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Sunday, April 21, 2024
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Inter Miami Game Provides Short, Long-Term Gains for Chicago Fire

  • A record-breaking crowd of 62,124 packed into Soldier Field despite Lionel Messi's absence.
  • The Fire reportedly generated between $7 million and $10 million in revenue for the Miami game — more than every other Fire home game this season combined.
A general view of play during the first half between the Chicago Fire and the Inter Miami CF at Soldier Field.
Jon Durr-USA TODAY Sports

CHICAGO — Pink No. 10 shirts overwhelmed the stands at Soldier Field on Wednesday night.

The crowd of 62,124, which demolished the Chicago Fire’s previous regular season attendance record of 37,122, packed into the NFL stadium to see Lionel Messi — but the legend didn’t play or even make the trip to Chicago.

Still, the Fire’s 4-1 win over Inter Miami may have accomplished what it was supposed to.

“I know the fans; a lot of them maybe came for the first time because they wanted to see Lionel Messi. And who doesn’t want to see him? He’s such a great player,” Fire head coach Frank Klopas told reporters after the win. “They saw some great goals, and I think that’s what people want to see. It’s still about putting a show on the field, and that’s why people want to come and see special players like Messi. We have [Xherdan] Shaqiri, I think he’s special.”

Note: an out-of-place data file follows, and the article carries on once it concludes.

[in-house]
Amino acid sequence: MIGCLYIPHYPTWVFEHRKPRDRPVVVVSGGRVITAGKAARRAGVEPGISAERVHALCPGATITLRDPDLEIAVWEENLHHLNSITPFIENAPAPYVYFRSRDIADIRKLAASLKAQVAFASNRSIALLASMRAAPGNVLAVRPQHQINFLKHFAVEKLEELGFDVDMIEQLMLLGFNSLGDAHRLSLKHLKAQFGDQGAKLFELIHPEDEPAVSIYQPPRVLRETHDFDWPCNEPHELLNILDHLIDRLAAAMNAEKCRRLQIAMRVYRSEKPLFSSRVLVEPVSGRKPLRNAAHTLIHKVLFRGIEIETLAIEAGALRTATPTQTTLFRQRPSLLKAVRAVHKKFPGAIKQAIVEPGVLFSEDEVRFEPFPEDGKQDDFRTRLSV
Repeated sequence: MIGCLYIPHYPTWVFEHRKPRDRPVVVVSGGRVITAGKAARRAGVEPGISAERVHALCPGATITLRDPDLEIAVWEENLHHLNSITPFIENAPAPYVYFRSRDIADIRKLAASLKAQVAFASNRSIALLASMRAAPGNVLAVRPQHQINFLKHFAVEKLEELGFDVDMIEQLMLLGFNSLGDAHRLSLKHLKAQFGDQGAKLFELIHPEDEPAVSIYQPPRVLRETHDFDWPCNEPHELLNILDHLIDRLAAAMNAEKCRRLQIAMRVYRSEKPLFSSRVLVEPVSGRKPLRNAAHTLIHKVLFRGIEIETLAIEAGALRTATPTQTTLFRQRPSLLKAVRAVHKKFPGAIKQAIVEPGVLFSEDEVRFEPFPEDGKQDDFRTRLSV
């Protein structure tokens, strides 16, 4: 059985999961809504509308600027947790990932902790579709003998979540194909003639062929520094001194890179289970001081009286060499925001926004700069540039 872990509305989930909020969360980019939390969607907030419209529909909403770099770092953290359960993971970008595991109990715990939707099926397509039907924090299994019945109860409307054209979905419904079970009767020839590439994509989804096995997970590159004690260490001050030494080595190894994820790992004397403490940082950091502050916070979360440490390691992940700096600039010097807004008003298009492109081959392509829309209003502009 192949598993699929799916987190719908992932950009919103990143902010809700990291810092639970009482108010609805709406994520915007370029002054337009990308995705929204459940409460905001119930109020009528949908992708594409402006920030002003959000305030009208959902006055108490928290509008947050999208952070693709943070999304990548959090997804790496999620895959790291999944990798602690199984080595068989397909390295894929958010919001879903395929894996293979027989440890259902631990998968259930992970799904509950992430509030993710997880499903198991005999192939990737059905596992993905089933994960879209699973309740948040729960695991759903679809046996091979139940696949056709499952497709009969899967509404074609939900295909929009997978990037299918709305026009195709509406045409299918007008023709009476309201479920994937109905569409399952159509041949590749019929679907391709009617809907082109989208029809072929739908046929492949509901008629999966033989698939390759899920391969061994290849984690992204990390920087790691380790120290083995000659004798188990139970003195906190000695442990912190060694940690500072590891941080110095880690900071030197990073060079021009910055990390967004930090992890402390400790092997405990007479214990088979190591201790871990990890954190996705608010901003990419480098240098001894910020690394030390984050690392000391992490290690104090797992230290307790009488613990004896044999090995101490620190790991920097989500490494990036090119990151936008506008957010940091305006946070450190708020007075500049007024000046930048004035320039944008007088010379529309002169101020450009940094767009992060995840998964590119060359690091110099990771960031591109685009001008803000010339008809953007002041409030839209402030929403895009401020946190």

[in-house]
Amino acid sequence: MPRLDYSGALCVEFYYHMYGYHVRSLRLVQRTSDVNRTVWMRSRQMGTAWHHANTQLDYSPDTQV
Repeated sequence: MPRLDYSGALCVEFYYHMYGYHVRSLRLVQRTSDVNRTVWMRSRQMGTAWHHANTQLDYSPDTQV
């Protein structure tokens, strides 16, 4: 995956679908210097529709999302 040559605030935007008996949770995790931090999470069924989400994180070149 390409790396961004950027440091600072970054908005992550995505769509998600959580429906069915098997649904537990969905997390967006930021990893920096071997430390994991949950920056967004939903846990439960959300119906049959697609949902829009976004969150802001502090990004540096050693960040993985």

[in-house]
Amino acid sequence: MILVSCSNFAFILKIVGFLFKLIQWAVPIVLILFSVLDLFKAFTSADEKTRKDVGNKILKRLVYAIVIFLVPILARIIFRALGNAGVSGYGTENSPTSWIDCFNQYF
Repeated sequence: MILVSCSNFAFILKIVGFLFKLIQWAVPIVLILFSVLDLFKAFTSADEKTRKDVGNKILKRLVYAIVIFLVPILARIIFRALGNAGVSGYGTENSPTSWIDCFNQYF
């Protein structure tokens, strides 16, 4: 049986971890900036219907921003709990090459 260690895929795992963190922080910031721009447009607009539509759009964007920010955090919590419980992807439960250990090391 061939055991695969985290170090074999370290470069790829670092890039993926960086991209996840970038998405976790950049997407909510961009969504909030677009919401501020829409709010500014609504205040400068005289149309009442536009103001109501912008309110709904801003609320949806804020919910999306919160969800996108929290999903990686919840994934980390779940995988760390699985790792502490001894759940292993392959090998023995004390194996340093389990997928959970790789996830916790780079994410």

Shaqiri — who, like Messi, used to star in Europe — injected energy into the stadium with the first and last goals of the night. Swiss countryman Maren Haile-Selassie contributed the middle two goals for Chicago.

“We had to give the fans something back so they can go home excited again and follow for the next game,” said Haile-Selassie.

In the leadup to the match, Fire president of business operations Dave Baldwin spoke to the importance of drawing fans in using Messi’s allure. When it started to look like Messi wouldn’t lace up his boots due to injury, the club pulled the highly unorthodox move of offering a $250 credit towards 2024 season tickets for new buyers who still attended the Miami game.

But even without Messi in the building, Chicago may have massively benefited in the short term: Per The Athletic, the Fire generated between $7 million and $10 million in revenue for the Miami game alone — more than every other Fire home game this season combined.

In the long term, an exciting win for the home team — that bolstered its MLS Cup Playoff hopes while dampening those of the visitors — may have gone a long way towards creating lifelong fans.

“I don’t know if they’ll be season ticket holders, but I definitely believe that they’ll come and see a number of games next year,” Klopas said. “Hopefully, not just the Miami game again.”

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